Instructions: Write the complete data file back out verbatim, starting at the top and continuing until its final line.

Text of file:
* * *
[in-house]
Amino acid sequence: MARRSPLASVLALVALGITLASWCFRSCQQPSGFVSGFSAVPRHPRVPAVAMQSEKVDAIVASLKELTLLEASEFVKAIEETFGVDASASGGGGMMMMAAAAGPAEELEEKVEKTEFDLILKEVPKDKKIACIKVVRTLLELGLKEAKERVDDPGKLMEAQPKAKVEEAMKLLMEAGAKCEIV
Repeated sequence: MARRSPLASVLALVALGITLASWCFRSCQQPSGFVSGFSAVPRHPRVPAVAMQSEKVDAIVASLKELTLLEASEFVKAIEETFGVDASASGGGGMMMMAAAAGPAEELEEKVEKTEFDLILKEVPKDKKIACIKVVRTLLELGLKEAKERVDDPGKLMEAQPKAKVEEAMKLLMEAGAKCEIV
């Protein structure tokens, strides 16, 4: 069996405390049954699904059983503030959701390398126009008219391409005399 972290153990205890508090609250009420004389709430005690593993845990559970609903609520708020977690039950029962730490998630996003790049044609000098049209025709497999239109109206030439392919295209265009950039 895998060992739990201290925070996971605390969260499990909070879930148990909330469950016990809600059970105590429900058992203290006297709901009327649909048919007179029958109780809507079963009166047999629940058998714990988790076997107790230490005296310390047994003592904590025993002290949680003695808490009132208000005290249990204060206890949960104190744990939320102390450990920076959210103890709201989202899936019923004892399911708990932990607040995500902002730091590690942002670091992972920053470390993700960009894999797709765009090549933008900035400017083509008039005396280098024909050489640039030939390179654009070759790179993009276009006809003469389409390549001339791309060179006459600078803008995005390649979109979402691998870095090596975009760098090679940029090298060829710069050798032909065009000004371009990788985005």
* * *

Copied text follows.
[in-house]
Amino acid sequence: MARRSPLASVLALVALGITLASWCFRSCQQPSGFVSGFSAVPRHPRVPAVAMQSEKVDAIVASLKELTLLEASEFVKAIEETFGVDASASGGGGMMMMAAAAGPAEELEEKVEKTEFDLILKEVPKDKKIACIKVVRTLLELGLKEAKERVDDPGKLMEAQPKAKVEEAMKLLMEAGAKCEIV
Repeated sequence: MARRSPLASVLALVALGITLASWCFRSCQQPSGFVSGFSAVPRHPRVPAVAMQSEKVDAIVASLKELTLLEASEFVKAIEETFGVDASASGGGGMMMMAAAAGPAEELEEKVEKTEFDLILKEVPKDKKIACIKVVRTLLELGLKEAKERVDDPGKLMEAQPKAKVEEAMKLLMEAGAKCEIV
């Protein structure tokens, strides 16, 4: 069996405390049954699904059983503030959701390398126009008219391409005399 972290153990205890508090609250009420004389709430005690593993845990559970609903609520708020977690039950029962730490998630996003790049044609000098049209025709497999239109109206030439392919295209265009950039 895998060992739990201290925070996971605390969260499990909070879930148990909330469950016990809600059970105590429900058992203290006297709901009327649909048919007179029958109780809507079963009166047999629940058998714990988790076997107790230490005296310390047994003592904590025993002290949680003695808490009132208000005290249990204060206890949960104190744990939320102390450990920076959210103890709201989202899936019923004892399911708990932990607040995500902002730091590690942002670091992972920053470390993700960009894999797709765009090549933008900035400017083509008039005396280098024909050489640039030939390179654009070759790179993009276009006809003469389409390549001339791309060179006459600078803008995005390649979109979402691998870095090596975009760098090679940029090298060829710069050798032909065009000004371009990788985005």